(MENAFN - Muscat Daily) This one had all the markers of a Messi classic.
A withering deep run, slalom-stepping past a tumbling Bosnian defender, then another, a deft give-and-go, topped by 'that' left foot.
The Flea's otherworldly speed and agility may be inborn, but that close-quarters wizardry has 'street' written all over it.
Ironic, given the Argentinian first honed his ball skills indoors at futsal (or 'hall football'), a ''close cousin'' of football but popular sport in its own right. Especially in Brazil, the five-a-side game's ''co-creators'', where children get their first starts out on the futsal court.
''In Brazil, most schools can't afford a proper football pitch, only a small court. So, most five and six year olds start off playing futsal,'' said Paulo Koscina, who manages Samba Futsal Centre in Bausher, Oman's first futsal training centre.
''If football is the most popular sport in Brazil, futsal is the most practised.'' A galaxy of national heroes Pele, Ronaldo and Ronaldinho among them have sworn by the sport, which counts current stars like Neymar Jr and Oscar as past exponents.
Across the futsal pitches of the Bausher Olympic Centre, though, it's Messi jerseys that billow during the evening coaching session. Since it began teaching children, from as young as five and up to 17 years, last September, the centre has seen its numbers swell. ''Around 80 children have joined in the last three months alone.''
Though the programme usually runs for ten weeks, both demand and the heat has called for flexible scheduling. Two months of lessons had to be condensed into a special one-month pre-Ramadan course.
Koscina concedes the Brazilian tag, the star lustre (Ronaldo and Ronaldinho feature on the centre's flyer), and perhaps the infectious Samba atmosphere around the World Cup account for some of the appeal. But he said, ''Standard football training is too robotic. Move left, move right. How about moving left and making your opponent go right?
''In Brazil, we develop a touch of the ball. We dare to do things differently. Joga Bonito (play beautifully).'' At this session, the emphasis is on movements and evading marking using the ginga (the Brazilian swing).
The language and objectives of futsal and football being much the same and with skills like possession and ball control being translatable to either, it's easy to forget and many do that the sports are very different in some very fundamental ways: The smaller pitch and goal, a smaller, heavier ball, the five player-limit, no offsides and unlimited substitutions, for example.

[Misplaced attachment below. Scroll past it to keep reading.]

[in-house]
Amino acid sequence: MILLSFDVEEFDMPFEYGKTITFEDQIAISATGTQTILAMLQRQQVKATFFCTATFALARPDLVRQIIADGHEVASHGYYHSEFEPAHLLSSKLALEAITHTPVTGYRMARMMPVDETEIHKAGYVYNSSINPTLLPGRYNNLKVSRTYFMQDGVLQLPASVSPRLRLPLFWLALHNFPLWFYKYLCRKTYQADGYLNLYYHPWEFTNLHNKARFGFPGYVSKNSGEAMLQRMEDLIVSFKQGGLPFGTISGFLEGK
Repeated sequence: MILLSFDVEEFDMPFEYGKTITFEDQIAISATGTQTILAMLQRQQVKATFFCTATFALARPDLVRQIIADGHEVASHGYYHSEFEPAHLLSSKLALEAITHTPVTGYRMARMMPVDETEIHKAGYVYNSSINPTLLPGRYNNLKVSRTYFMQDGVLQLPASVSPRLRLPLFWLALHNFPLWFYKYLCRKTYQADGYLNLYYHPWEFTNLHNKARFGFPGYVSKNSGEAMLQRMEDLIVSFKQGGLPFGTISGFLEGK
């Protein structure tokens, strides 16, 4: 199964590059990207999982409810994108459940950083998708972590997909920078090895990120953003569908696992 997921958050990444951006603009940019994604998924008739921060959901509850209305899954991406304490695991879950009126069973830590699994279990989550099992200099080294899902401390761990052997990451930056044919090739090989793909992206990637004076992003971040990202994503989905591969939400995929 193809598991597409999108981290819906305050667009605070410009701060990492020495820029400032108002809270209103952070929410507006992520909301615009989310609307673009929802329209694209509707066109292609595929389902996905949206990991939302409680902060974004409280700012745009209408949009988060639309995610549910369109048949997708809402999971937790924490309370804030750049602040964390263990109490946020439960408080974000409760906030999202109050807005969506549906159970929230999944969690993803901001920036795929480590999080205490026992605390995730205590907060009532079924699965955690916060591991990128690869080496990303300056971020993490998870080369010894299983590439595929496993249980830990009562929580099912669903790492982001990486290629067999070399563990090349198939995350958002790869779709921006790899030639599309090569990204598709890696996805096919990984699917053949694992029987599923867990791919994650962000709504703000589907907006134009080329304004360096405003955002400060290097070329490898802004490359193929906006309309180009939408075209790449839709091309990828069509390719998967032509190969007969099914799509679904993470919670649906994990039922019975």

''It's good to develop some specific skills for football since you need to move all the time and won't go many minutes without touching the ball (as you might in football), but in terms of tactics and rotations, the way to play is more similar to basketball and handball.''
The distinction is sometimes lost on people. It is a game built around kicking a ball into a net, after all. And there's plenty of that goals aren't as dear in futsal. Which, Koscina said, fits in perfectly with the kick and shoot mindset here.
''They love football in Oman, but it's just look at the goal and shoot. No preparation or set-up. People just run with the ball. I saw a game that had 20 players on each side each one wearing a different shirt. No lines, no boundaries. It's too random.
''If you don't play to the rules, you don't develop your skills. In Brazil, even as children, we would learn the tactics and rotations because we play so much and played as part of a team.'' That might just have gotten more challenging with his young charges understandably more interested in reliving their hero's World Cup exploits.
''It's not like you'll become Ronaldinho just by playing futsal or copying something they saw on TV, I tell them. That takes dedication.''
Koscina and his coaches tell them. It's an attractive philosophy especially to children looking to scratch that World Cup itch. As late as last Sunday, with less than a month to go before classes break for Ramadan, children were signing up for instruction. Dhiya Said's son Hashim was one.
''My son wanted to join a football team with the World Cup on his mind. I had taken him to another school but he would come out agitated and unhappy. Maybe they were more regimental there,'' he said.
''It's early days here, but he seems happy and more engaged. That's the goal.''
As a little boy in Argentina, I played futsal on the streets and for my club. It was tremendous fun, and it really helped me become who I am today.
During my childhood in Portugal, all we played was futsal. The small playing area helped me improve my close control, and whenever I played futsal I felt free. If it wasn't for futsal, I wouldn't be the player I am today.
In futsal, you see whether a player is really talented. In normal football you don't necessarily identify talent as easily because it's so much more physical. But with futsal, you notice the small details in quality, class and tactical understanding.
A lot of the moves I make originate from futsal. It's played in a very small space, and the ball control is different in futsal. And to this day my ball control is pretty similar to a futsal player's control.
Futsal was important in helping to develop my ball control, quick thinking, passing, dribbling, balance and concentration. You need to think quick and play quick so it's easier for you when you move to normal football (11-a-side football).
Futsal will always be my first love. I needed extremely good feet, because you're always attempting to beat opponents in the minimum of space. I loved the challenge of playing on